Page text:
The stinging nettle is one of more than 50 varieties of nettle plants worldwide. As young plants, the leaves are eaten in salads, boiled as a vegetable or steeped to make a medicinal tea. Once planted, stinging nettles need to be cultivated to keep the plants under control, as they may become invasive if not managed in the garden.
Start stinging nettle seeds indoors four- to six weeks before the last frost date for your area. Fill peat pots or other growing containers with potting soil and plant one to three seeds per container. Water, as necessary, to keep the soil moist.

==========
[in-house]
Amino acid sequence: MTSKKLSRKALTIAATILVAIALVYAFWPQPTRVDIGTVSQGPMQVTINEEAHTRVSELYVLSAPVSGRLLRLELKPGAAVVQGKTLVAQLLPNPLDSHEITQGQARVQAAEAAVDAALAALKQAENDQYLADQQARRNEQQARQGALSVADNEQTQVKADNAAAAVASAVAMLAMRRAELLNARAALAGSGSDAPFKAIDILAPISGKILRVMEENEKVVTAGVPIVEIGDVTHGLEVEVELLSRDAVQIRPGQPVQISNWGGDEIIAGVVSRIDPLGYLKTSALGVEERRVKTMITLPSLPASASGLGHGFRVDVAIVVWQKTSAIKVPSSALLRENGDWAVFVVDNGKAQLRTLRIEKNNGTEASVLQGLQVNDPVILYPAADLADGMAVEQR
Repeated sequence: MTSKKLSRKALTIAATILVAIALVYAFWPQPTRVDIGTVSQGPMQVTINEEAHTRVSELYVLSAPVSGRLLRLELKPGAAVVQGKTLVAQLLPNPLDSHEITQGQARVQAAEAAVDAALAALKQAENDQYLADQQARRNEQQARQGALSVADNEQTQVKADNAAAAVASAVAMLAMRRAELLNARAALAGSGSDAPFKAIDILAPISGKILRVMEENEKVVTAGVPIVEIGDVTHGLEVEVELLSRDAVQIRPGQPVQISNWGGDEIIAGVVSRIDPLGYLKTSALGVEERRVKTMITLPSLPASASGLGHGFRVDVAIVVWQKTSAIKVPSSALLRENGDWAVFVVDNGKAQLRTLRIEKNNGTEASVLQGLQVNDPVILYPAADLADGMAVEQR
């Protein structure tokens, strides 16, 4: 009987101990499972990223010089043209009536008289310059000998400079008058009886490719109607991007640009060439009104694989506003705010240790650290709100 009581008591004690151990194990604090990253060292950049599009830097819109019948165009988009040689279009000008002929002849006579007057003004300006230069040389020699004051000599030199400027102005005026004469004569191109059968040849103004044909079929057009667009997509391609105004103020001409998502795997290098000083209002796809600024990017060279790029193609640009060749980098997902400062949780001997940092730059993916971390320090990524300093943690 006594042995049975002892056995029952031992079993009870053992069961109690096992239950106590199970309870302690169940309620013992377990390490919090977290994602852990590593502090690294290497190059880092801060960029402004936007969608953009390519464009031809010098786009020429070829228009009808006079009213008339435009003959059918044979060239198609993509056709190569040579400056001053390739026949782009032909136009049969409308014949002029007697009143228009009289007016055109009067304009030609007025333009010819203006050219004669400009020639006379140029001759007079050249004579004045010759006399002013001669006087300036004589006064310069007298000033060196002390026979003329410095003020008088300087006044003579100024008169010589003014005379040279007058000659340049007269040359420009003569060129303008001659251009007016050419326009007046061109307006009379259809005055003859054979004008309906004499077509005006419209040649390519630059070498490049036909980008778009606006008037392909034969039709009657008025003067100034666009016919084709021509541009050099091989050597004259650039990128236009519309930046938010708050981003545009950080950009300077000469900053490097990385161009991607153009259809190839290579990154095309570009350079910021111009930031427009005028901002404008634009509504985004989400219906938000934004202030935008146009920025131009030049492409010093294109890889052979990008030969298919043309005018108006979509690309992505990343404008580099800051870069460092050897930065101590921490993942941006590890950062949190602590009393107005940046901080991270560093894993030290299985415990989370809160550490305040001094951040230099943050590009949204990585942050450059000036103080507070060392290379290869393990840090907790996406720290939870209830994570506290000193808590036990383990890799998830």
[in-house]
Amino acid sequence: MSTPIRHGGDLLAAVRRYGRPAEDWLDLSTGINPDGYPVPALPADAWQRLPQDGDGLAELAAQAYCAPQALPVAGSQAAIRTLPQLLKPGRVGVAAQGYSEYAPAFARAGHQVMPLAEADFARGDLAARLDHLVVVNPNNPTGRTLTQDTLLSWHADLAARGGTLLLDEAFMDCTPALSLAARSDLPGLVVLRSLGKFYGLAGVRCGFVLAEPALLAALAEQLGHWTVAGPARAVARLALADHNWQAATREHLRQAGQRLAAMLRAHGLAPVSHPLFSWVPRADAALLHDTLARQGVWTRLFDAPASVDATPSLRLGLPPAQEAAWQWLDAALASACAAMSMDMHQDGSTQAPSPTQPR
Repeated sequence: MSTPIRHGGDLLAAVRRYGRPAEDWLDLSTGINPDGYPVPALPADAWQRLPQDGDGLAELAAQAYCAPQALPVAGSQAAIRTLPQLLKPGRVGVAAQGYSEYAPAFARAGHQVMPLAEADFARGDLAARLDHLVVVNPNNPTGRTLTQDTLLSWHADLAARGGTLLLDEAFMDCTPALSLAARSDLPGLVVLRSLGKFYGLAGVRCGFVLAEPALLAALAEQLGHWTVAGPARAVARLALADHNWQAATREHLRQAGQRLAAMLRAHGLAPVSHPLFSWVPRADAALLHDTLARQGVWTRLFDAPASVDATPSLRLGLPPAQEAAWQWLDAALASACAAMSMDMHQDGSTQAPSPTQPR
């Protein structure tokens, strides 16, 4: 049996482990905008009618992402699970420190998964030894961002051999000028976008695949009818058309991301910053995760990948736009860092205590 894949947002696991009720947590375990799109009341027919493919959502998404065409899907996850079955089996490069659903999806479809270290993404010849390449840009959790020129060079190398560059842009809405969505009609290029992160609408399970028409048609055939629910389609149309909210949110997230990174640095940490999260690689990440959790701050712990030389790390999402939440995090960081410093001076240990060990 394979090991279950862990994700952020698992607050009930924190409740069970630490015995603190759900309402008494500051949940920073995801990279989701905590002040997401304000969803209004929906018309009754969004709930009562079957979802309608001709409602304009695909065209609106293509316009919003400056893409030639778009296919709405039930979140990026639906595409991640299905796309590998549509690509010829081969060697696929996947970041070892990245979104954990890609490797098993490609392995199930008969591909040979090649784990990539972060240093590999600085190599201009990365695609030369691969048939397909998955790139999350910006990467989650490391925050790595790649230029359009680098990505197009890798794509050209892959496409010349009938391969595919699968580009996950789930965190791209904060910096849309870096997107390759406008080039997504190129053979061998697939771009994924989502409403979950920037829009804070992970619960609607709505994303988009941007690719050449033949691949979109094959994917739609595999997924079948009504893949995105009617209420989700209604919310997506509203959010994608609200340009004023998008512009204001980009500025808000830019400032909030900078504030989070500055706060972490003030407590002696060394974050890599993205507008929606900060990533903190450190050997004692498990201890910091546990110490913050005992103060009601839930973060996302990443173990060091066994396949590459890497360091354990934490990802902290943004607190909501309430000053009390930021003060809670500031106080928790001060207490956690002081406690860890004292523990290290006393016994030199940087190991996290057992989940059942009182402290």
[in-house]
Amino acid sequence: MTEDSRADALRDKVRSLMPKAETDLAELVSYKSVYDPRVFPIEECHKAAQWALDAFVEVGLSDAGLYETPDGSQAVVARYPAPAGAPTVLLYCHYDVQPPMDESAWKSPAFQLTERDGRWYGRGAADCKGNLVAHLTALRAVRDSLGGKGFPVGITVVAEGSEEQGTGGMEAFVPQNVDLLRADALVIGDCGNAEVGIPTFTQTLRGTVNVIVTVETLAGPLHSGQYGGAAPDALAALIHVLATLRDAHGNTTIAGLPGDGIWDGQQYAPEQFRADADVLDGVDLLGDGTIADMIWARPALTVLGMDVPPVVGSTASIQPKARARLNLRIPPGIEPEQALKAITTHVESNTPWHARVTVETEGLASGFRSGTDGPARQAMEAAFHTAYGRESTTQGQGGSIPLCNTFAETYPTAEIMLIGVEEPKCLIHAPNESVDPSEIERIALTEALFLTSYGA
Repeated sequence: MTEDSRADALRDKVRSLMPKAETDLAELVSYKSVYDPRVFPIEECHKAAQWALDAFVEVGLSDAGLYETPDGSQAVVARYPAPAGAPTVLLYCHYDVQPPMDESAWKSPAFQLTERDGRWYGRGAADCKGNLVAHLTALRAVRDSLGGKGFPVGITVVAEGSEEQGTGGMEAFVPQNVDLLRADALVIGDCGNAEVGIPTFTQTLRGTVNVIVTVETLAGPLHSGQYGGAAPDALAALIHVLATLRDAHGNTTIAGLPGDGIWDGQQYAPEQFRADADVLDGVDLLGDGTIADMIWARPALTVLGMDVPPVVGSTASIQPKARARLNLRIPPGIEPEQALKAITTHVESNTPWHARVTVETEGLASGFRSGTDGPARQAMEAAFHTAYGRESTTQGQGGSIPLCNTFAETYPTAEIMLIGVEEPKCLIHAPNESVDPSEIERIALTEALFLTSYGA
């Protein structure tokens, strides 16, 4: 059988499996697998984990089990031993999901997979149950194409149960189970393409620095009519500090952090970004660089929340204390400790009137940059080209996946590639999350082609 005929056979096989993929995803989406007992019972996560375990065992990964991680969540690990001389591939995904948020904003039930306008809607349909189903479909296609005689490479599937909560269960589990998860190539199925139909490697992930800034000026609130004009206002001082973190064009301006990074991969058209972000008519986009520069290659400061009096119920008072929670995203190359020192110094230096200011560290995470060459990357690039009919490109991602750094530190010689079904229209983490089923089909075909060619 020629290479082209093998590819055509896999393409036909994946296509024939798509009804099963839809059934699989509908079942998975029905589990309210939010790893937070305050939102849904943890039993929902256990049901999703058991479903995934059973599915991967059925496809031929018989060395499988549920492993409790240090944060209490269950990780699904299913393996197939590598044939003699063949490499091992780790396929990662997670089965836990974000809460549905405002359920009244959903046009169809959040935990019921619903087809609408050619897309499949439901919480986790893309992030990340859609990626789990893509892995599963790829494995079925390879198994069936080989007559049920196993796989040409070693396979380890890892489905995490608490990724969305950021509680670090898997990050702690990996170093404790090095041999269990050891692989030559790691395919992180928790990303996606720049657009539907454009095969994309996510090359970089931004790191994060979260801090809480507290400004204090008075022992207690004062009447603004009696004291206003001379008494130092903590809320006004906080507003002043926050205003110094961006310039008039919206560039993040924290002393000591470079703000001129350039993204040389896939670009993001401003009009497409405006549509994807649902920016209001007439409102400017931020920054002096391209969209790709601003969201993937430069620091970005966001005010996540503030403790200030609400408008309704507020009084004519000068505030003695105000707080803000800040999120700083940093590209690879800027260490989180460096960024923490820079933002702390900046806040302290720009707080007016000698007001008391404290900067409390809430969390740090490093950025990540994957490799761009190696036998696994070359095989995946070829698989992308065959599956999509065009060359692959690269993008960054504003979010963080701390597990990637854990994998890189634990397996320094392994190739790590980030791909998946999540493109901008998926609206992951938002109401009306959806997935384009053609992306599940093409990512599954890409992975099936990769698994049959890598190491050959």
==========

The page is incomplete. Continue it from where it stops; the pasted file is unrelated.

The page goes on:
Transplant the started plants in the prepared garden bed, spacing the plants a minimum of 12 inches apart and 1 to 3 inches deep. If using peat pots, bury them completely in the soil.
Water the plants often to keep the soil around them moist. While the stinging nettle can withstand drought-like conditions after becoming established, young plants need consistent moderate to heavy watering.